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Search Results: 1 - 10 of 528 matches for " Wouter Oosterlinck "
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Glucose Tolerance and Left Ventricular Pressure-Volume Relationships in Frequently Used Mouse Strains
Wouter Oosterlinck,Annelies Vanderper,Willem Flameng,Paul Herijgers
Journal of Biomedicine and Biotechnology , 2011, DOI: 10.1155/2011/281312
Abstract: We investigated glucose tolerance and left ventricular contractile performance in 4 frequently used mouse strains (Swiss, C57BL/6J, DBA2, and BalbC) at 24 weeks. Glucose tolerance was tested by measuring blood glucose levels in time after intraperitoneal glucose injection (2 mg/g body weight). Left ventricular contractility was assessed by pressure-conductance analysis. Peak glucose levels and glucose area under the curve were higher (all <.05) in C57BL/6J (418±65 mg/dL and 813±100 mg·h/dL) versus Swiss (237±66 mg/dL and 470±126 mg·h/dL), DBA2 (113±20 mg/dL and 304±49 mg·h/dL, <.01), and BalbC mice (174±55 mg/dL and 416±70 mg·h/dL). Cardiac output was higher (all <.05) in Swiss (14038±4530 μL/min) versus C57BL/6J (10405±2683 μL/min), DBA2 (10438±3251 μL/min), and BalbC mice (8466±3013 μL/min). Load-independent left ventricular contractility assessed as recruitable stroke work (PRSW) was comparable in all strains. In conclusion, glucose tolerance and load-dependent left ventricular performance parameters were different between 4 mice background strains, but PRSW was comparable.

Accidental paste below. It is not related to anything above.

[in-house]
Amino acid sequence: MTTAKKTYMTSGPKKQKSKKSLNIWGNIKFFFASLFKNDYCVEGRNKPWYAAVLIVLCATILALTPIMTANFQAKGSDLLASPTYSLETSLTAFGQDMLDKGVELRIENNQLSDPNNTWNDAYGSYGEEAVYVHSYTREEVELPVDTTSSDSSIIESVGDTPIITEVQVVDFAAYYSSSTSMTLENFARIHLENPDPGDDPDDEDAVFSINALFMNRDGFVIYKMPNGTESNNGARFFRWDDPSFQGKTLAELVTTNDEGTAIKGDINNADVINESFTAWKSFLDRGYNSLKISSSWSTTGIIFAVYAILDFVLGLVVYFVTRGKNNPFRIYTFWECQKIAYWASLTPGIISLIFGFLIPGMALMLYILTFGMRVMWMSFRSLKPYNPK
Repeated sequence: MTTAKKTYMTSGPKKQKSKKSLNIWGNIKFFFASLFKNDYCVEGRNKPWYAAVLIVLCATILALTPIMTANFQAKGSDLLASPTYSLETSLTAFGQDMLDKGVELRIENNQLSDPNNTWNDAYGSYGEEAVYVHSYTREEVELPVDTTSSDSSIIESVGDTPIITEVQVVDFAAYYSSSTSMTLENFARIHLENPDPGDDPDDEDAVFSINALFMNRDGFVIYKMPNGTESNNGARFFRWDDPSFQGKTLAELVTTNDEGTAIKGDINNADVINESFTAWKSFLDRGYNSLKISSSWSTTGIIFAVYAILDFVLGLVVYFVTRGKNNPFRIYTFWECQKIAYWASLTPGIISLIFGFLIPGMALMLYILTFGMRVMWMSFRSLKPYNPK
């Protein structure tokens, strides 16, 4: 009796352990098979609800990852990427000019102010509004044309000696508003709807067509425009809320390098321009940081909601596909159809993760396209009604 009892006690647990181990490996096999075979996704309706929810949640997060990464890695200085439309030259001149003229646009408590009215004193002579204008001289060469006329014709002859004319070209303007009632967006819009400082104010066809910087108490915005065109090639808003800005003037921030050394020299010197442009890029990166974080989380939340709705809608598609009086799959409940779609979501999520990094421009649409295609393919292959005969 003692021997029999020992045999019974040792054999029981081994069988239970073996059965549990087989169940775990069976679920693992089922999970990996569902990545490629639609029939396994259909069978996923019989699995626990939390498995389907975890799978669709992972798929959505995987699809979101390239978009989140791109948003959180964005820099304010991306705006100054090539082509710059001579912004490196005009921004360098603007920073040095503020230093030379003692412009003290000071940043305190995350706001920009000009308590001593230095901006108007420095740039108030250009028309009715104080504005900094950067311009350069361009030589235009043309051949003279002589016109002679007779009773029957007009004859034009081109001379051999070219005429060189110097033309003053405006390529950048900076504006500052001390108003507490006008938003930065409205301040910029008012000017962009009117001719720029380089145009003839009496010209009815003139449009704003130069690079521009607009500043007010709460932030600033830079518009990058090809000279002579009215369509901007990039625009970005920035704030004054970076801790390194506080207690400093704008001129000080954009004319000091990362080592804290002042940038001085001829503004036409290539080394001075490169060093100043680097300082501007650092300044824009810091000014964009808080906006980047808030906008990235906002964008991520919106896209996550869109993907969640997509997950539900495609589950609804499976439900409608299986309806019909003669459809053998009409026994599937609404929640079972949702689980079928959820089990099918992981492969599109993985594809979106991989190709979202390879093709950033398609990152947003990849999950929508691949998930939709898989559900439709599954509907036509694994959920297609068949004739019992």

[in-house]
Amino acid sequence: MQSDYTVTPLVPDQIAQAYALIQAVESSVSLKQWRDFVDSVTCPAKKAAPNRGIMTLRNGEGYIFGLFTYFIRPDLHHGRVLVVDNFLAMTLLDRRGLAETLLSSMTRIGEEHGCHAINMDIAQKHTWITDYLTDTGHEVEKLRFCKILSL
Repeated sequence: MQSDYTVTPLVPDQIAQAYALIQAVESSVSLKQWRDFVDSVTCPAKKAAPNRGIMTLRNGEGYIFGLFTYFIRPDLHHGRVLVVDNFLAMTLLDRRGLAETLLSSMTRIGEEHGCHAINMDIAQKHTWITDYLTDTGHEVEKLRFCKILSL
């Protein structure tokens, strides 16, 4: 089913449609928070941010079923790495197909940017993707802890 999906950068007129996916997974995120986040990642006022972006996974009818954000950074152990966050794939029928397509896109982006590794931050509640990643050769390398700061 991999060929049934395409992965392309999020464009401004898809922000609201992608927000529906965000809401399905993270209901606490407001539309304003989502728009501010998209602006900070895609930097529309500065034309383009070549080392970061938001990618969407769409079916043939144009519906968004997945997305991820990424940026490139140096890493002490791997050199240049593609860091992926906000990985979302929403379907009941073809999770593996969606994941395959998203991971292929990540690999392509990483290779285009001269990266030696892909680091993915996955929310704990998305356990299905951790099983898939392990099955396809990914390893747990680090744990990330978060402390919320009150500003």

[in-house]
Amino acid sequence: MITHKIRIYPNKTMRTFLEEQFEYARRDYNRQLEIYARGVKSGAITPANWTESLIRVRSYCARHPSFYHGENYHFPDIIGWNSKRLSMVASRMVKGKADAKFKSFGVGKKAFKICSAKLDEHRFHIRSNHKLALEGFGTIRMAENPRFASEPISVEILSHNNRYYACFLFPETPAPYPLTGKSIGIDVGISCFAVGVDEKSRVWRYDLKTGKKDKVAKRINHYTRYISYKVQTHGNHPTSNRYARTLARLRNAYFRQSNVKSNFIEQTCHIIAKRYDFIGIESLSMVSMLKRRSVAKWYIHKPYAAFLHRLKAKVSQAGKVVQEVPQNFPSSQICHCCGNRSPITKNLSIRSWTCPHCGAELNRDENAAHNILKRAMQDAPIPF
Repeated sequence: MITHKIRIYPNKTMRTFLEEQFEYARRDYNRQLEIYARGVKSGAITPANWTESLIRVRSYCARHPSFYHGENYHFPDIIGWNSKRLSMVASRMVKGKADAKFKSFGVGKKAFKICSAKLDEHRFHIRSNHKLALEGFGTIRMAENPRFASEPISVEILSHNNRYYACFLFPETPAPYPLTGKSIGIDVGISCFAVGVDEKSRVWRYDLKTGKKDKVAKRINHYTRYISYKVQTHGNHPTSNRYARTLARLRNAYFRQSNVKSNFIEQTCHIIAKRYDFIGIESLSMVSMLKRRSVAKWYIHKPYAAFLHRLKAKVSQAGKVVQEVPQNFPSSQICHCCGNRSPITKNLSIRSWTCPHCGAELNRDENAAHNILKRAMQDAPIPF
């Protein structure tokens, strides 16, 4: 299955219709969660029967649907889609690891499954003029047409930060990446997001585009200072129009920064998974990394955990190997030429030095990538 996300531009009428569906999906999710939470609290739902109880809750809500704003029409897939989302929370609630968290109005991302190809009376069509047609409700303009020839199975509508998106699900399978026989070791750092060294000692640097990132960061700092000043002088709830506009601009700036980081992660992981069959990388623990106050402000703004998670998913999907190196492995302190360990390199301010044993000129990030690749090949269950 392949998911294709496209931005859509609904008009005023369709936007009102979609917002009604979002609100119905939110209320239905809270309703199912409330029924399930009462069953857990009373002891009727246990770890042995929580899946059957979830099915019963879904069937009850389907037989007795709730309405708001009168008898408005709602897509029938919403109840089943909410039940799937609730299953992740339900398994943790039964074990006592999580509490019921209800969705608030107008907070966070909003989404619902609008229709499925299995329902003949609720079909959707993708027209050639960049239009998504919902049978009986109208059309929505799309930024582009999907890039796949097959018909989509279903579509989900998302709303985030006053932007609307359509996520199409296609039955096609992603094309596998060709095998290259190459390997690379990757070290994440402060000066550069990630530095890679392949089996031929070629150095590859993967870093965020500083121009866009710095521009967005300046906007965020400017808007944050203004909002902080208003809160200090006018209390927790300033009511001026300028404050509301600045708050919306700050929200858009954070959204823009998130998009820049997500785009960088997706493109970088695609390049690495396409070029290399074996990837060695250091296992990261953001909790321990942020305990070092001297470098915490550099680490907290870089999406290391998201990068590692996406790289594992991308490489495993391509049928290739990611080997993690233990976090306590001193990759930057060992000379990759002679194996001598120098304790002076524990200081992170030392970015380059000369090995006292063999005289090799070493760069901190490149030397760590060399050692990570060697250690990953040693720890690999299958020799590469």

Angiotensin-converting enzyme inhibition and food restriction restore delayed preconditioning in diabetic mice
Gerry Van der Mieren, Ines Nevelsteen, Annelies Vanderper, Wouter Oosterlinck, Willem Flameng, Paul Herijgers
Cardiovascular Diabetology , 2013, DOI: 10.1186/1475-2840-12-36
Abstract: Hypoxic preconditioning was induced in C57Bl6-mice (WT), leptin deficient ob/ob (model for type II diabetes) and double knock-out (DKO) mice with combined leptin and LDL-receptor deficiency (model for metabolic syndrome). Twenty-four hours later, 30 min of regional ischemia was followed by 60 min reperfusion. Left ventricular contractility and infarct size were studied. The effect of 12 weeks food restriction or angiotensin-converting enzyme inhibition (ACE-I) on this was investigated. Differences between groups were analyzed for statistical significance by student's t-test or one-way ANOVA followed by a Fisher's LSD post hoc test. Factorial ANOVA was used to determine the interaction term between preconditioning and treatments, followed by a Fisher's LSD post hoc test. Two-way ANOVA was used to determine the relationship between infarct size and contractility (PRSW). A value of p<0.05 was considered significant.Left ventricular contractility is reduced in ob/ob compared with WT and even further reduced in DKO. ACE-I improved contractility in ob/ob and DKO mice. After ischemia/reperfusion without preconditioning, infarct size was larger in DKO and ob/ob versus WT. Hypoxic preconditioning induced a strong protection in WT and a partial protection in ob/ob mice. The preconditioning potential was lost in DKO. Twelve weeks of food restriction or ACE-I restored the preconditioning potential in DKO and improved it in ob/ob.Delayed preconditioning is restored by food restriction and ACE-I in case of type II diabetes and the metabolic syndrome.